Two Narcotics Tracing a Cluster Inside a Dreaming Spiral

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Charles Darwin, together with his son Francis, carefully studied the movement of different species of plants, writing a 592 pages long treatise about their various movements. “The Power of Movements in Plants” (1880), classifies them by their types of reaction to external stimuli, and aims to demonstrate certain similarities between lower species of animals and plants. 

In the catalogue are included some maps on narcotic plants’ movements. By working with two of them: Nicotiana Tabacum (Nicotine) and Ipomoea Caerulea (Lisergic acid), it appears that both have healing qualities, as indicated by Schultes and Hoffman in their research on medicinal plants in the Americas. In their book, these researchers state that tobacco and ipomoea genuses were used for healing purposes during Aztec rituals and still used by Zapotec communities in Oaxaca.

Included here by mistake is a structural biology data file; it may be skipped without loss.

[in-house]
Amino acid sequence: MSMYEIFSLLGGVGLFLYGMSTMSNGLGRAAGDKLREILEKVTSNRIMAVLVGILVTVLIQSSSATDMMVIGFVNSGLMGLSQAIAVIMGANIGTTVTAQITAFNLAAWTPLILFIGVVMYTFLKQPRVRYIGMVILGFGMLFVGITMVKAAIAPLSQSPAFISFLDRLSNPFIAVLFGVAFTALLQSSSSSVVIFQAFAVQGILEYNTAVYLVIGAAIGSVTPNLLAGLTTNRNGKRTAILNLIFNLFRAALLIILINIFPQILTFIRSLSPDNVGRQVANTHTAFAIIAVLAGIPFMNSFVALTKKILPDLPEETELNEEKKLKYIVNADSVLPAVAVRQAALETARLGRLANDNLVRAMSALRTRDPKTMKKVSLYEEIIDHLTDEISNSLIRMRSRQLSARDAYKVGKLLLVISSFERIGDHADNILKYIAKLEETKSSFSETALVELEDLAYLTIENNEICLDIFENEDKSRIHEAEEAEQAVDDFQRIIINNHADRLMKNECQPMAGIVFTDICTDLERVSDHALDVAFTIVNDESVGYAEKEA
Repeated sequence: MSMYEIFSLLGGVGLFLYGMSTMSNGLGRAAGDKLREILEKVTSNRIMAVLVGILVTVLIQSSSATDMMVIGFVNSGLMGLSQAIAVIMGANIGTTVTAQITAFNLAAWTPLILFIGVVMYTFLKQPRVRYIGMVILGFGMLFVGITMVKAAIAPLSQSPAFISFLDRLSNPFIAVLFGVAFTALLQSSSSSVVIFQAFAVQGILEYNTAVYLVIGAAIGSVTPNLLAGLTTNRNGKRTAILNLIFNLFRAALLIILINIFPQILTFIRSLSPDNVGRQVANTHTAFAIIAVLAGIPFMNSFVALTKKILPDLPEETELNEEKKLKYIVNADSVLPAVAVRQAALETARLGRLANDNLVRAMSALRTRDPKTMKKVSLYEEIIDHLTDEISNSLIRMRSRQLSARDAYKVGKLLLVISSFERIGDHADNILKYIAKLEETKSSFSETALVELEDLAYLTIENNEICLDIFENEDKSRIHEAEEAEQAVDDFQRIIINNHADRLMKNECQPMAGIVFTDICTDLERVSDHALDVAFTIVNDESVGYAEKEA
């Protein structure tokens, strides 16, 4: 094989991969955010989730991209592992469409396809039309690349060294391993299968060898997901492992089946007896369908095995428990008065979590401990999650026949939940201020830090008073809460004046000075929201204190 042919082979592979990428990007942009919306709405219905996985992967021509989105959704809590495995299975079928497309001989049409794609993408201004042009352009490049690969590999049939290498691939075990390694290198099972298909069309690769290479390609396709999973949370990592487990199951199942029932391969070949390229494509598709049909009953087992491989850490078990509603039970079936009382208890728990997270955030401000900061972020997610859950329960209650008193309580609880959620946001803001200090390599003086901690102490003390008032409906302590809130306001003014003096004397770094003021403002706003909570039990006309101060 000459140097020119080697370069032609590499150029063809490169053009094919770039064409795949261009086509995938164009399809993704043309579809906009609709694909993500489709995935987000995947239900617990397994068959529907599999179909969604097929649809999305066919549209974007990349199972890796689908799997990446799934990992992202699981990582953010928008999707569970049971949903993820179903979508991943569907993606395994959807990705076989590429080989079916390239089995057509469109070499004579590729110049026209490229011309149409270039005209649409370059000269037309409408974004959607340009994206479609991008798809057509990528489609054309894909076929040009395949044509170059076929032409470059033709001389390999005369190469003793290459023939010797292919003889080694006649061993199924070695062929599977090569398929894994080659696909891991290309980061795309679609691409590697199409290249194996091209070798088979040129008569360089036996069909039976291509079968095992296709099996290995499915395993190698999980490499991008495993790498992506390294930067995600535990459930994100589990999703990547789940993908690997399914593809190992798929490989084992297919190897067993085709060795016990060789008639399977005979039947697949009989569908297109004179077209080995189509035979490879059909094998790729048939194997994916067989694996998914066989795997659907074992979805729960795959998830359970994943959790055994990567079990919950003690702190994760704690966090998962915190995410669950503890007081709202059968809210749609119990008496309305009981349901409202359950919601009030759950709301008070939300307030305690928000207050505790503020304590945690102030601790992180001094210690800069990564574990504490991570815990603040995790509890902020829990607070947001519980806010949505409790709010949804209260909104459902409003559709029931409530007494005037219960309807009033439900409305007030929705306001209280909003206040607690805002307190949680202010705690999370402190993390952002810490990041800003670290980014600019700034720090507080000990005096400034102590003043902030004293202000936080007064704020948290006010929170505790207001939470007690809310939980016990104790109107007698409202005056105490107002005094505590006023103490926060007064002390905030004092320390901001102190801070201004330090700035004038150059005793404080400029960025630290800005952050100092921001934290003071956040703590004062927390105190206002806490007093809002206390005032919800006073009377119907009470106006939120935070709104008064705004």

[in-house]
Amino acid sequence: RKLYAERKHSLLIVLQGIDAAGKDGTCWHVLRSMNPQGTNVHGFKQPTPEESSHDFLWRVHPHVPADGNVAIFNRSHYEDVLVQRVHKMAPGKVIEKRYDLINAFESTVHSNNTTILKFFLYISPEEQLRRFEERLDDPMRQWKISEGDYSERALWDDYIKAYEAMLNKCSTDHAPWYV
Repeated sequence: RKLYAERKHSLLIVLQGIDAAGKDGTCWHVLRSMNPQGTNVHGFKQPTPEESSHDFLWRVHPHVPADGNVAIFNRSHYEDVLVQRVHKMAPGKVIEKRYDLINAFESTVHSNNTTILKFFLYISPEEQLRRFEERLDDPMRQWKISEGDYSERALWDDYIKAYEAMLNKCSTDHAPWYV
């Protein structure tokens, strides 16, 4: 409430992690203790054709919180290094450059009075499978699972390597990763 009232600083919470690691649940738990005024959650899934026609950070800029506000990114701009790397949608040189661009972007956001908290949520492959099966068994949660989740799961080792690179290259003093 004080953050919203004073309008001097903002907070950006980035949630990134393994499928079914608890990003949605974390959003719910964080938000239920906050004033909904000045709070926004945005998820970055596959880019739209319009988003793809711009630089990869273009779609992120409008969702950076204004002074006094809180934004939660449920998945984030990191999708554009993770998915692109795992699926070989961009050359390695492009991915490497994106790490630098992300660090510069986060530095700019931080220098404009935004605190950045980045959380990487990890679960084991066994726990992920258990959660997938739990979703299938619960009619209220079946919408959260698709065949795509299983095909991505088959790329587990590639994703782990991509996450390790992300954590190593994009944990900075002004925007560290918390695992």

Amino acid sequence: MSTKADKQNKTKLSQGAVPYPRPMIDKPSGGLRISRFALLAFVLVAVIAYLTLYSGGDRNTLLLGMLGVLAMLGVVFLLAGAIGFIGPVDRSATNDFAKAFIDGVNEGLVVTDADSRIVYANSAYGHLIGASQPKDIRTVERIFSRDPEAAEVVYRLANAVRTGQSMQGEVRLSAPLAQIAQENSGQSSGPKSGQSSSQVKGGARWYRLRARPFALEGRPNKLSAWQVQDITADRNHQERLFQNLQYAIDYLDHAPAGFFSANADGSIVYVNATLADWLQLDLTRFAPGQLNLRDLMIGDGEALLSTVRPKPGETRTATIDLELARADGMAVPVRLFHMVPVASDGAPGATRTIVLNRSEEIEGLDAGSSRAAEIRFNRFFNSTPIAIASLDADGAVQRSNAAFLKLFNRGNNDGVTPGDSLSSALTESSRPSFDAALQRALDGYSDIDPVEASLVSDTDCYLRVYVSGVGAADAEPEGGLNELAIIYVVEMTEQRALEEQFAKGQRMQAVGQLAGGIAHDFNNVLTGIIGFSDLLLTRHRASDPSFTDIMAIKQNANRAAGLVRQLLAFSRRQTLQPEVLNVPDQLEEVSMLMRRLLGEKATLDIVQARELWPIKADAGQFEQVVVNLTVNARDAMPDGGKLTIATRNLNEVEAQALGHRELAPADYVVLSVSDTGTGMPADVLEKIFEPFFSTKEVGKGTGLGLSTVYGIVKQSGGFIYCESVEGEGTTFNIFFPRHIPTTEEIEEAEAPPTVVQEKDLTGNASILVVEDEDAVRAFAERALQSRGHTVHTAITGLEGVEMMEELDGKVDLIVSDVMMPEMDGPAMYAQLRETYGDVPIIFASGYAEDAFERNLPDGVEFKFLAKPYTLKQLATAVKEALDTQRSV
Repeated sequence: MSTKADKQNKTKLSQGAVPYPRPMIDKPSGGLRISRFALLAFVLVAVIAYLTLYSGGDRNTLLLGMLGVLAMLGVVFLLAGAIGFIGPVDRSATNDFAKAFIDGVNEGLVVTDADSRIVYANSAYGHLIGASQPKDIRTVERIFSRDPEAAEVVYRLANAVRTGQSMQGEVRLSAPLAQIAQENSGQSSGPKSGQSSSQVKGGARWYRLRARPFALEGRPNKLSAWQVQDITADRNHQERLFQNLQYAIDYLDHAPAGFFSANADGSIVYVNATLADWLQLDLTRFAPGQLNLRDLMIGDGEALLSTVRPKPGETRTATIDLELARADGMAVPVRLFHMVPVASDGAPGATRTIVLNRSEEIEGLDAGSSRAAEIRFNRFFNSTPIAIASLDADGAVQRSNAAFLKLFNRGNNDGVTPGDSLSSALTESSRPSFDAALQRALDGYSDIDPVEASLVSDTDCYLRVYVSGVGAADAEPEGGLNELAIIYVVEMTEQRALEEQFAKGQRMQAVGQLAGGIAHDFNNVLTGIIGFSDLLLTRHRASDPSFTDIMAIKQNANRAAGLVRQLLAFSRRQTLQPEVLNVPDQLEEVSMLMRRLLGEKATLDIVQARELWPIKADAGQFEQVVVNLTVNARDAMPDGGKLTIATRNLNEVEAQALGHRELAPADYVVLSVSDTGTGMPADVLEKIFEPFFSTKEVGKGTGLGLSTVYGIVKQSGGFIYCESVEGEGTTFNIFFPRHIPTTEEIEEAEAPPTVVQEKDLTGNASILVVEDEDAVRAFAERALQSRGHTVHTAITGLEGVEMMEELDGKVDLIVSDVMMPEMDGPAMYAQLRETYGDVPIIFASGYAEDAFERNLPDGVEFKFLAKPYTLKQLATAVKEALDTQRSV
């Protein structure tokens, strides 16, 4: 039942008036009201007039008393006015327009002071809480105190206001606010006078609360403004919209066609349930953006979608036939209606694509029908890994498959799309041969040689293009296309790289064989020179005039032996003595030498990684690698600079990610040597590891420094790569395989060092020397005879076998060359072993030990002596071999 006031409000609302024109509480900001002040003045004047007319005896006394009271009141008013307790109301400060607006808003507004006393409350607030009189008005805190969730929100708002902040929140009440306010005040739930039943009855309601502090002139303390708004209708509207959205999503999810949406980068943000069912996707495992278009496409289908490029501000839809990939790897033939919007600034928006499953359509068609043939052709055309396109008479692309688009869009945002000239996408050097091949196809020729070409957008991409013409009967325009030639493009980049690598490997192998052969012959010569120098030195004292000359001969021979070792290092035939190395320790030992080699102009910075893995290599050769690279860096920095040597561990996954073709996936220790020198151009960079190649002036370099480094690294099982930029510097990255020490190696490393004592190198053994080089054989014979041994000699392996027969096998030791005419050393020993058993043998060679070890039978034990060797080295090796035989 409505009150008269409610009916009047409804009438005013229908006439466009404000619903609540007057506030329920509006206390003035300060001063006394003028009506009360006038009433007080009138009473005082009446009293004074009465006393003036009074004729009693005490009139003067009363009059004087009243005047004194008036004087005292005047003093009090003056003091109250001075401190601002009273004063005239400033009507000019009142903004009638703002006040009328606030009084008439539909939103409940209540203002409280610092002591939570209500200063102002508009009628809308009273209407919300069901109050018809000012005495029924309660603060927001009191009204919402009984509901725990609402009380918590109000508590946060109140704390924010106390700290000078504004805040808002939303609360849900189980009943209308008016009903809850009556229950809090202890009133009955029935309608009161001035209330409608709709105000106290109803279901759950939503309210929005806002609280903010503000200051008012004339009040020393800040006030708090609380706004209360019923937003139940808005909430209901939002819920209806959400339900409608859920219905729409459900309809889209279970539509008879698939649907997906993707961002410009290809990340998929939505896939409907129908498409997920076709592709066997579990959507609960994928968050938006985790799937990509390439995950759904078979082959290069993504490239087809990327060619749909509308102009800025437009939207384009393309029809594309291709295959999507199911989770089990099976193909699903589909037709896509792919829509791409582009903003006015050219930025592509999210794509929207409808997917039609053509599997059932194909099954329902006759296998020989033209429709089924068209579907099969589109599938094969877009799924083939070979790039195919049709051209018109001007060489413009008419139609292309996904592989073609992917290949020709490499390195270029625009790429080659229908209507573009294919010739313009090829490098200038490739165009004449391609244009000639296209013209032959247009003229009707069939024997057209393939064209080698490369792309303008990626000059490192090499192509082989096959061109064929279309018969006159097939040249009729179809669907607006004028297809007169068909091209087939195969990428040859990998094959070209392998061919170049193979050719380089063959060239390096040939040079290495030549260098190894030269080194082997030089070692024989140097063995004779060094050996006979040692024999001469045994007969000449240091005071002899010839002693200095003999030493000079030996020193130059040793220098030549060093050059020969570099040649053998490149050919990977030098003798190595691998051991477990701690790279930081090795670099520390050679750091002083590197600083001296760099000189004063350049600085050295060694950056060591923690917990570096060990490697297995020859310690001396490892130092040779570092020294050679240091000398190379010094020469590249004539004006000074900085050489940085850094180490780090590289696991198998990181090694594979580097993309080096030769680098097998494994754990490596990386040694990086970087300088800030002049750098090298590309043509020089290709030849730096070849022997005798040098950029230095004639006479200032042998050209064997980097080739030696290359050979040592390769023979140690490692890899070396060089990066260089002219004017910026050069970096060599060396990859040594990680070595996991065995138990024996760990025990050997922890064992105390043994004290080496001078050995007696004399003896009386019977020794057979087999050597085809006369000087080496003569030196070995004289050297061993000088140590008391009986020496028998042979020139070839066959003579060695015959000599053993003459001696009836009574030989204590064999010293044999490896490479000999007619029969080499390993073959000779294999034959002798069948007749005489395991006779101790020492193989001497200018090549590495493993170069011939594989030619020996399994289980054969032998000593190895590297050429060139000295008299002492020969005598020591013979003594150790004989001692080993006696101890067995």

The work places the two plants as if they where agents whose movement surpasses the control mechanisms and devices of the scientists, and animate themselves as they escape from Darwin’s treatise, thus becoming autonomous subjects, able to trace their own mapping of an imaginary cluster of stars.